A big week for Superman and science

I’ve loved Superman ever since the first moment my little eyes saw Christopher Reeve rocket into action in the red, gold and blue. (“You’ve got me? Who’s got you?”)

Christopher Reeve as Superman

Not Christopher Reeve

As you know, Superman was sent to Earth from the dying planet of Krypton by his scientist father, Jor-El, who knew that Krypton was doomed but couldn’t get the ruling council to listen to his wisdom. Under Krypton’s red sun, little Kal-El would have grown up as normally as we do. But because of our yellow sun, his body became a solar battery that stored the yellow solar radiation in such a way that it gave him whiz-bang powers. His only weakness is Kryptonite, a radioactive mineral that was scattered throughout space when Krypton exploded. Much of it found its way to Earth and has been used against him time and again by his enemies.

Superman’s first comic book appearance happened in the pages of Action Comics in 1938, when such notions were the stuff of fantasy.

Until now.

According to this article, an international team of astronomers — including one from right here in Indiana! — has found what they think is an Earth-sized planet orbiting a red sun 20.5 light-years away (in the Libra constellation).

Particularly of interest is the astronomers’ belief that the planet shares enough similarities with our own little interstellar spinner that it could likely support life. The article is brimming with lots of really cool quotes and explanations. Check it out.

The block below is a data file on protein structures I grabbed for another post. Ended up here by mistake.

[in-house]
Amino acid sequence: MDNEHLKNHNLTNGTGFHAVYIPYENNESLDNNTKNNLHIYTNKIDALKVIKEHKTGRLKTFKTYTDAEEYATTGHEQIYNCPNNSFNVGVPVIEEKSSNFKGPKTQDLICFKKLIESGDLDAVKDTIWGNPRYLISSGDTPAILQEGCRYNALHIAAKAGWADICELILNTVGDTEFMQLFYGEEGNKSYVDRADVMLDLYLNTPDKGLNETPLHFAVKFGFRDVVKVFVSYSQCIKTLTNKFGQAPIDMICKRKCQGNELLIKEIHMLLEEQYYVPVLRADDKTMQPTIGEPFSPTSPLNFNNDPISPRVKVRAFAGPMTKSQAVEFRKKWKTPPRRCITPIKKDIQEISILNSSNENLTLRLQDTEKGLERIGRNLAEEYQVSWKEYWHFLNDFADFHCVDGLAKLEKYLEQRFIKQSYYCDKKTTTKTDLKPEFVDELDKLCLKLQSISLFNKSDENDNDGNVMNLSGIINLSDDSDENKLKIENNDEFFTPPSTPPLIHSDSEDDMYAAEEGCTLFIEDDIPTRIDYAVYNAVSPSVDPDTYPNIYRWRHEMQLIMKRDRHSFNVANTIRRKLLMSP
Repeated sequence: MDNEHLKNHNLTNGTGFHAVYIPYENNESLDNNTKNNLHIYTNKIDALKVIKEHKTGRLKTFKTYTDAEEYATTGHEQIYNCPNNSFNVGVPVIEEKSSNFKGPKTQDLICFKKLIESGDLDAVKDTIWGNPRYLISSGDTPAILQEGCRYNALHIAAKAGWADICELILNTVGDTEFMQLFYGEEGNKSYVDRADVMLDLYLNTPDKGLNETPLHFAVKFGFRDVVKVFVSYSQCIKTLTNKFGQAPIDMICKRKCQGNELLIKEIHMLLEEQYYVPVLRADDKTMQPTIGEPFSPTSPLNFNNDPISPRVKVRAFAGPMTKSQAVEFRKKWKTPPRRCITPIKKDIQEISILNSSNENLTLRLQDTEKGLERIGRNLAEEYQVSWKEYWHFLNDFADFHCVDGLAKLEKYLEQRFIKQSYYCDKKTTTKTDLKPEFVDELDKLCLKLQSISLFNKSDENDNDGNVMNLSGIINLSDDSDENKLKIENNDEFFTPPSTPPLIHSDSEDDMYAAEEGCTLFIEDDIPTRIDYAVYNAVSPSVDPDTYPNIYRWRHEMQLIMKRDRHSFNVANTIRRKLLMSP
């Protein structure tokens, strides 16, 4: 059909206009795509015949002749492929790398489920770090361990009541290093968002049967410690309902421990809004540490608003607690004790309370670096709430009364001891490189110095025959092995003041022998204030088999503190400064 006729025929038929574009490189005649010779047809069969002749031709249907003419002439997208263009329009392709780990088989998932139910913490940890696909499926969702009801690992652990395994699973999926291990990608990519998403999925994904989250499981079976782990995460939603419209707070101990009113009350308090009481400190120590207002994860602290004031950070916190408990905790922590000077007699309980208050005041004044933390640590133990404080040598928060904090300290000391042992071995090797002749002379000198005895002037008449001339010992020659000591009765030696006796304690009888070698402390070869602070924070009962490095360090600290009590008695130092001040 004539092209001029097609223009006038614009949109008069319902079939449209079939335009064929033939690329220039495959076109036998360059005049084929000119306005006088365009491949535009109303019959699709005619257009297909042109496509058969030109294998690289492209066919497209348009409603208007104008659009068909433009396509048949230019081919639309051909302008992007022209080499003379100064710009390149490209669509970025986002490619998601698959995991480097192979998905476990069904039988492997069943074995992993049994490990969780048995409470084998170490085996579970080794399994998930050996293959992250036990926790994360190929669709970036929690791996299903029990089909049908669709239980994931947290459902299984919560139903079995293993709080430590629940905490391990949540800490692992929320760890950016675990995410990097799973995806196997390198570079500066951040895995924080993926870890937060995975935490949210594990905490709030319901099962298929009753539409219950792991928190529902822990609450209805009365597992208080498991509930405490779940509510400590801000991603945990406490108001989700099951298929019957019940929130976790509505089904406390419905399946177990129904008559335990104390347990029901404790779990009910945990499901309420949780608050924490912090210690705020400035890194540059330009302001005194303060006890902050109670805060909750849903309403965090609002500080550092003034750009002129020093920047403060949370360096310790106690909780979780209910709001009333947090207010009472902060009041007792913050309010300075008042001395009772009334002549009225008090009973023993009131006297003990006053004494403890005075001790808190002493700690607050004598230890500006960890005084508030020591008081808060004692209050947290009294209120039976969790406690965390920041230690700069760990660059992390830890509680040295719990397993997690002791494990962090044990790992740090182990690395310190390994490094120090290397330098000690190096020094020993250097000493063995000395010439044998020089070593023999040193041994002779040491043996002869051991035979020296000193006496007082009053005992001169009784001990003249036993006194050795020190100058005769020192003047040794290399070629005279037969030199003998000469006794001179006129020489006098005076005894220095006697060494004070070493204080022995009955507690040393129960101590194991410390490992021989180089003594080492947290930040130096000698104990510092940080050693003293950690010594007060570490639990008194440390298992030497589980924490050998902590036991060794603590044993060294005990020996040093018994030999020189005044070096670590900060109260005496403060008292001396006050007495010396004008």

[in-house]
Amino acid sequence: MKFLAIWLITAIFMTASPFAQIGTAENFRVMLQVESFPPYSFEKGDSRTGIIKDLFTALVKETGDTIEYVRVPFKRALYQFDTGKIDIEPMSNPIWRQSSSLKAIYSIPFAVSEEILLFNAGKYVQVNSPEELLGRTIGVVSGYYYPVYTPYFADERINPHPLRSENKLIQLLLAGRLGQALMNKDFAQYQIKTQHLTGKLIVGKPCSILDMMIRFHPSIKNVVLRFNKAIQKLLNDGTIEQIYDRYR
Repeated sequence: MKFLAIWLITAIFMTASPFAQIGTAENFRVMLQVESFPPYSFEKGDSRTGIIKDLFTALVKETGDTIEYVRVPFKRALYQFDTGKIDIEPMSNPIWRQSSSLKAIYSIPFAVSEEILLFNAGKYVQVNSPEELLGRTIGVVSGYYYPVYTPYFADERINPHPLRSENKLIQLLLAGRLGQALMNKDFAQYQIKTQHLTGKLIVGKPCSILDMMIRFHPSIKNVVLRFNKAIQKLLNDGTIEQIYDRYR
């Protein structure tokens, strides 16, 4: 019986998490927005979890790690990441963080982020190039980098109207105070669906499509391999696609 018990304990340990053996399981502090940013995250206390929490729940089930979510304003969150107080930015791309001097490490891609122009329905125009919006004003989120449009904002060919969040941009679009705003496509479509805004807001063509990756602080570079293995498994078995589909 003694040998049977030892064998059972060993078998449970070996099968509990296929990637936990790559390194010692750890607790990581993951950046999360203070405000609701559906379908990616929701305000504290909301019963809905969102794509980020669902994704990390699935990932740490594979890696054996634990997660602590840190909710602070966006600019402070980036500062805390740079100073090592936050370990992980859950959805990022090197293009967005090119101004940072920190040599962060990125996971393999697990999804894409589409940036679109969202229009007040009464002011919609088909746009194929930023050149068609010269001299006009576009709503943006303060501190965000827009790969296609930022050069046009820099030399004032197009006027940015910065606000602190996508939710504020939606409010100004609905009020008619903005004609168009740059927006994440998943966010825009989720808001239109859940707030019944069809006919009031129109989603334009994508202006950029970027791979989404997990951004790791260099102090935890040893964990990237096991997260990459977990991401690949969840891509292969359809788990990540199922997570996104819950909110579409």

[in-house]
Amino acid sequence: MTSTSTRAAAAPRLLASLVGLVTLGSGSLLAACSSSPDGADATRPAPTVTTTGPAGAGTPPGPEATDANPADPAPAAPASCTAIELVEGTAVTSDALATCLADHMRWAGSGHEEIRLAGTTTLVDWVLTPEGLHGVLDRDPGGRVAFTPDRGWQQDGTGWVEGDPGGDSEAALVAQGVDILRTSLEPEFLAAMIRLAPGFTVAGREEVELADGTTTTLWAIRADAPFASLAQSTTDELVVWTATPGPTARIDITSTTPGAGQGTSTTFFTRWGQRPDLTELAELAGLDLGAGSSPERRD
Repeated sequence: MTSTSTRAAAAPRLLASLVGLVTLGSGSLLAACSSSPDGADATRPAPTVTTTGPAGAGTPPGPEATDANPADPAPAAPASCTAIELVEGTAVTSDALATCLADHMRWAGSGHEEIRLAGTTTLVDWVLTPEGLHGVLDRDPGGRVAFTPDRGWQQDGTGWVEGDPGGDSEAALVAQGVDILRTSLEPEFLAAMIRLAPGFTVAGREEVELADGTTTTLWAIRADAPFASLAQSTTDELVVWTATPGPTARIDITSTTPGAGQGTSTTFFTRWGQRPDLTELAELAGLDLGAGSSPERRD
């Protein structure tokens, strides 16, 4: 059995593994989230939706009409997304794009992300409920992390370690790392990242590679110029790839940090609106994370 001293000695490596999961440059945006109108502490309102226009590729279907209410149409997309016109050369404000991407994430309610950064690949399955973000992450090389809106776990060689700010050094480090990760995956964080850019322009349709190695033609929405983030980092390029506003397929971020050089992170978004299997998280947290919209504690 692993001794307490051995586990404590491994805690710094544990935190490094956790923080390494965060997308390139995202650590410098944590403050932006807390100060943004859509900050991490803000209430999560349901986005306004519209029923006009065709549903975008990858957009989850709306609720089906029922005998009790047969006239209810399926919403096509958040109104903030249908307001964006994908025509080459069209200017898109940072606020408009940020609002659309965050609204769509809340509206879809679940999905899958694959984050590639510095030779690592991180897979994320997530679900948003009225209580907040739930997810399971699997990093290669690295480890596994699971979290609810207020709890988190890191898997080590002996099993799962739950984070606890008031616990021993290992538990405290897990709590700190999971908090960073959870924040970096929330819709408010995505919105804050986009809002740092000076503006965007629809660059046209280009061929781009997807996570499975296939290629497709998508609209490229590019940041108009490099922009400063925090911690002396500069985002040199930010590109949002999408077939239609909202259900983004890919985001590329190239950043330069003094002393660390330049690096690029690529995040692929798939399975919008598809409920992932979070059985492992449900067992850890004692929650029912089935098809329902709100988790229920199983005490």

As this was happening, geologists in Siberia were busy discovering Kryptonite. The new mineral — which has been named Jadarite and is currently on display at the Natural History Museum in London — shares the same chemical makeup as the piece of Kryptonite stolen by Lex Luthor from a Metropolis museum in Superman Returns.

The real sodium lithium boron silicate hydroxide, however, is not a radioactive green space rock but rather a harmless, white powdery substance. Which means that in addition to not knowing anything about Superman, the writers of Superman Returns are also big dummies when it comes to science.

I’m not surprised.

I’m no science whiz myself, but I find this kind of thing fascinating. (I love days when you can look up at a clear blue sky and see the moon. To think that we’re just a small little cog in an infinite cosmic engine is so humbling and exciting.) I’m such a Mulder at heart, and it’s good to know that we’re constantly discovering things that once would never have been thought possible.

I’ll leave you with some wise words from another of my heroes, Jack Burton, played by Mr. Kurt Russell in the 6.9-on-the-Richter-scale classic, Big Trouble in Little China: “Now I’m not saying that I’ve been everywhere and I’ve done everything, but I do know it’s a pretty amazing planet we live on, and a man would have to be some kind of fool to think we’re alone in this universe!”

Amen, brother.

Keep your eyes on the skies.